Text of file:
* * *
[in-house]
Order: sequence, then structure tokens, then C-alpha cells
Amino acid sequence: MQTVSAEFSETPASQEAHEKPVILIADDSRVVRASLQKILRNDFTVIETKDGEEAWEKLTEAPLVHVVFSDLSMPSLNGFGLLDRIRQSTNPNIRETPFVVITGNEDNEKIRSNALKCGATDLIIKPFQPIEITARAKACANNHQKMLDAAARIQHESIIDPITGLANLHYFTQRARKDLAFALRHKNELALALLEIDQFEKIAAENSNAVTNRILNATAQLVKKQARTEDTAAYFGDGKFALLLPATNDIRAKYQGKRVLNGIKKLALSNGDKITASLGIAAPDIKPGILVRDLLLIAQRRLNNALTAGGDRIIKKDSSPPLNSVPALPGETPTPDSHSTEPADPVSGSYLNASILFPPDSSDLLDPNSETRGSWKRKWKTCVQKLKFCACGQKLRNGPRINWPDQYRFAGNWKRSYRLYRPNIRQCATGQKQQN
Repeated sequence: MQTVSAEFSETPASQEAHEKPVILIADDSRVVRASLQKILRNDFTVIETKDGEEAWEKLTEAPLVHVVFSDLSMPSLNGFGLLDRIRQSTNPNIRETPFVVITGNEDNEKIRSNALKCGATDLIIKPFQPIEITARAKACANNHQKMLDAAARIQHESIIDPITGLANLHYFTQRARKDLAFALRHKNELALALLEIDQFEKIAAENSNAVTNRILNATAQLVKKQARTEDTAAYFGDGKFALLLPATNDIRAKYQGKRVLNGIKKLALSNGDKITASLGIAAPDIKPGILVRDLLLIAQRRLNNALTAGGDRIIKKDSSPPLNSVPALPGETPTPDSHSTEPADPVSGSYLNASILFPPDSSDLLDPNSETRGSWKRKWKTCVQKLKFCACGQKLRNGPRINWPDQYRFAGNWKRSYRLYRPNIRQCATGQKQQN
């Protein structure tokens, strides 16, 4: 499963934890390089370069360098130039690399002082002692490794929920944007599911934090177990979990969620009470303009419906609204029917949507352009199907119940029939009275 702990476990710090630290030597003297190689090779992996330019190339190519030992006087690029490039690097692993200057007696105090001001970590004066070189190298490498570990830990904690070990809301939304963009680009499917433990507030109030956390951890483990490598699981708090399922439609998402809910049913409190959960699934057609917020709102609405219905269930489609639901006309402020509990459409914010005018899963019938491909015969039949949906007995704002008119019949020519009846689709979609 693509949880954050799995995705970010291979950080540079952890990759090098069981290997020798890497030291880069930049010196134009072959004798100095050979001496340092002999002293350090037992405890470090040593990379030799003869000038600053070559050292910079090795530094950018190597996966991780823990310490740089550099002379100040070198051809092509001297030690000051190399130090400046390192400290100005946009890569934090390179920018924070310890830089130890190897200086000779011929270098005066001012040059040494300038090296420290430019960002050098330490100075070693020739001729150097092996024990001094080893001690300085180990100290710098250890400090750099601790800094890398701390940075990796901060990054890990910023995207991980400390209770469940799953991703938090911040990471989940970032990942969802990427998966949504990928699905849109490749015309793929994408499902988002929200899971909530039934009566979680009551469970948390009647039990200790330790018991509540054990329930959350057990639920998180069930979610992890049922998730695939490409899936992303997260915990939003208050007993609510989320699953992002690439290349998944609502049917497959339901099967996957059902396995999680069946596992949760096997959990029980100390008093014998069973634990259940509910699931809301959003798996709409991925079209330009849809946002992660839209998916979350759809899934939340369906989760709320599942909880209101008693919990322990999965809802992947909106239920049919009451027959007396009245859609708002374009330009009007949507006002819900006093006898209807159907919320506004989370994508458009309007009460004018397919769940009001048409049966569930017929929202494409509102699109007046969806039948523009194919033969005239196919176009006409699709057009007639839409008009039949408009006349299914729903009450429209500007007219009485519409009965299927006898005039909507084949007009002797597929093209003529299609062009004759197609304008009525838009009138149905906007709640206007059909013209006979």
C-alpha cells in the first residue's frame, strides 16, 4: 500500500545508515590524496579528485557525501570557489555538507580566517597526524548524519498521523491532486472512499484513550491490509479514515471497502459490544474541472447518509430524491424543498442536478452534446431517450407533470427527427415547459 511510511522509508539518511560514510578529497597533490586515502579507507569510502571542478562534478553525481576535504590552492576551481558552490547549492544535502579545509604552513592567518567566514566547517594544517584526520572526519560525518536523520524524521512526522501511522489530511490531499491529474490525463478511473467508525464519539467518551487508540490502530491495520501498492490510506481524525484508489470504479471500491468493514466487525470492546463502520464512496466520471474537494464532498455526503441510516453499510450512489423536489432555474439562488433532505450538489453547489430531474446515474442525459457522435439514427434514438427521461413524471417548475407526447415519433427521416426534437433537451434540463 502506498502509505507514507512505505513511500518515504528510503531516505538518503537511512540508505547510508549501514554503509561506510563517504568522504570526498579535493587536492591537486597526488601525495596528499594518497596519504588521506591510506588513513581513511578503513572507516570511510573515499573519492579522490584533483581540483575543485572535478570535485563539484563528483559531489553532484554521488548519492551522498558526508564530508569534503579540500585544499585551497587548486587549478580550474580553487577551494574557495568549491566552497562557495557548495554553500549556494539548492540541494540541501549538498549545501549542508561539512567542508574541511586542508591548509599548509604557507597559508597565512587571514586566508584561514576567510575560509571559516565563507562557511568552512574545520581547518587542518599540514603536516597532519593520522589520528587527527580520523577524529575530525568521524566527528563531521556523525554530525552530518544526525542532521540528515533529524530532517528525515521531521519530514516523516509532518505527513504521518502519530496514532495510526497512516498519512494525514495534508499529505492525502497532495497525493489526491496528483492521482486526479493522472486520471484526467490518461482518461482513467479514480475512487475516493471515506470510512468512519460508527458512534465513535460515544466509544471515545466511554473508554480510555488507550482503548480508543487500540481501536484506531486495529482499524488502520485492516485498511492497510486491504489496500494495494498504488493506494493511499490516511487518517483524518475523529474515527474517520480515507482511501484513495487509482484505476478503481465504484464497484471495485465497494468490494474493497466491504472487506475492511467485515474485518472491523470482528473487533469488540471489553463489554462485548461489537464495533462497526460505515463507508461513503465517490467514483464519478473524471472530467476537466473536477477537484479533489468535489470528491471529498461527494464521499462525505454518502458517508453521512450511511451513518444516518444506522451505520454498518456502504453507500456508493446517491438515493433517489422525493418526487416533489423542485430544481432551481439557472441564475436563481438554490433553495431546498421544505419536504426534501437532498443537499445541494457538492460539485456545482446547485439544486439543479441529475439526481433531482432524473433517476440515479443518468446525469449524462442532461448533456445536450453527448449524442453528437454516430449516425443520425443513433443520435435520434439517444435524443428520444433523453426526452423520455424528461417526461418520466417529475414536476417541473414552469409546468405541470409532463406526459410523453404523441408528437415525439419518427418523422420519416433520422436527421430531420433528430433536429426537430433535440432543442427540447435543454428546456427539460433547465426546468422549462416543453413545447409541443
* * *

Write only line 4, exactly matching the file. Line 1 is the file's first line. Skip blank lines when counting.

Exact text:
Repeated sequence: MQTVSAEFSETPASQEAHEKPVILIADDSRVVRASLQKILRNDFTVIETKDGEEAWEKLTEAPLVHVVFSDLSMPSLNGFGLLDRIRQSTNPNIRETPFVVITGNEDNEKIRSNALKCGATDLIIKPFQPIEITARAKACANNHQKMLDAAARIQHESIIDPITGLANLHYFTQRARKDLAFALRHKNELALALLEIDQFEKIAAENSNAVTNRILNATAQLVKKQARTEDTAAYFGDGKFALLLPATNDIRAKYQGKRVLNGIKKLALSNGDKITASLGIAAPDIKPGILVRDLLLIAQRRLNNALTAGGDRIIKKDSSPPLNSVPALPGETPTPDSHSTEPADPVSGSYLNASILFPPDSSDLLDPNSETRGSWKRKWKTCVQKLKFCACGQKLRNGPRINWPDQYRFAGNWKRSYRLYRPNIRQCATGQKQQN